Natural gas futures are trading flat on Tuesday after posting a choppy, two-sided trade the previous session before closing higher. The market also posted an inside trading range, suggesting investor indecision and impending volatility. Monday’s price action was fueled by traders evaluating short-term periods of higher demand against mid-term expectations of milder weather and lower demand, which would likely lead to a series of potentially triple-digit injections.
At 07:33 GMT, June natural gas futures are trading $2.594, up $0.001 or +0.04%.
Cash gas prices were also moving higher with weather forecasts calling for late-season cold saps predicted for the northern United States.
Short-Term Weather Outlook
According to NatGasWeather for April 28 to May 4, “A weather system with rain and snow will track across the Midwest and Northeast Monday into Tuesday where lows will drop into the 20s to low 40s for stronger demand. A brief mild break will follow across the Midwest and East during mid-week with highs of 60s and 70s before another cool shot arrives next weekend. The southern US will be very warm with highs of 70s to lower 90s. Weather systems will also impact the West where it will be mild over the Northwest but still quite warm over the Southwest. Overall, national demand will swing between moderate & low.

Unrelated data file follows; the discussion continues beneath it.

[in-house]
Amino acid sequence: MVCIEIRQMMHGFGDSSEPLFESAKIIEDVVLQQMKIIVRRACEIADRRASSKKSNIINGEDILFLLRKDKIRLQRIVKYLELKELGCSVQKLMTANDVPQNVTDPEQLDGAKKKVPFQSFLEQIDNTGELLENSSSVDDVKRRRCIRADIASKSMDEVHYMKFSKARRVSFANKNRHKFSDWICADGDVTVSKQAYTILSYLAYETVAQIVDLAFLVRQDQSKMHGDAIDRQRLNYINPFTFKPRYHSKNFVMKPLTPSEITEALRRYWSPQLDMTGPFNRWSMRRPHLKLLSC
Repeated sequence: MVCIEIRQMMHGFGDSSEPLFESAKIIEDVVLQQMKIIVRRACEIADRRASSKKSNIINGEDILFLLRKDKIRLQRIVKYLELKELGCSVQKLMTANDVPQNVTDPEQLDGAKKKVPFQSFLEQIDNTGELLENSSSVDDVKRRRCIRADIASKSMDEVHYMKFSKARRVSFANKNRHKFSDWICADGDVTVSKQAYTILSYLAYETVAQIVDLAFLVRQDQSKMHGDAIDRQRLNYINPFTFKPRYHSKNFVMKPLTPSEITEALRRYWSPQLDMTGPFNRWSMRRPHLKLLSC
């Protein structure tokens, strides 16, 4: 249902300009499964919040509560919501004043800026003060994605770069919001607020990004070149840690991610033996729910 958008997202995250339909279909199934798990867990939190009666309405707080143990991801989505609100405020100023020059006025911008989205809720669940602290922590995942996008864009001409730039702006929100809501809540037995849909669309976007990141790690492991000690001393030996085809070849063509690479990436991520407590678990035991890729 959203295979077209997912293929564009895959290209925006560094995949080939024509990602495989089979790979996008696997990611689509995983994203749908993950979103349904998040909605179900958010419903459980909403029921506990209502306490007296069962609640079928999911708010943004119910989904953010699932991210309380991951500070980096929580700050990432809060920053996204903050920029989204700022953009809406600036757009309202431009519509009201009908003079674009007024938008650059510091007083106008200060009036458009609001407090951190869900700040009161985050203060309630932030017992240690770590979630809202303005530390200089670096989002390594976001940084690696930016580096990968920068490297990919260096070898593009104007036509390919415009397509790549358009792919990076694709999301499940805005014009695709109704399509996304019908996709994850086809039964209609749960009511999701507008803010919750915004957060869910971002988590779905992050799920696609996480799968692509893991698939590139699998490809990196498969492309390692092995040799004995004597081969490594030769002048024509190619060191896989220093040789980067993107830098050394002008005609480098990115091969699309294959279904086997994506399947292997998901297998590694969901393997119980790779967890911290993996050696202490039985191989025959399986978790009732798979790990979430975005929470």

Genscape, Inc. said, “The series of weather systems, seen lasting through the upcoming weekend, were expected to send Lower 48 demand to more than 70 Bcf/d on a couple of days this week before sliding into the weekend.
Technical factors could continue to drive natural gas prices higher for a couple of days with the first target zone coming in at $2.623 to $2.657. The market would have to overcome this zone to sustain a rally into another target at $2.709.
Given the mid- to longer-term fundamentals, every rally should be treated as a new shorting opportunity. This is because when looking at the bigger picture, “national demand is expected to remain light enough to continue the current streak of larger-than-normal builds for at least the next four U.S. Energy Information Administration weekly storage reports,” NatGasWeather said.
Furthermore, “There remain weather model differences where the European model remains cooler across the central and northern United States compared to the milder American model,” according to the forecaster. “The net result is still numerous builds over 100 Bcf into early June; it’s just a matter of by how much.”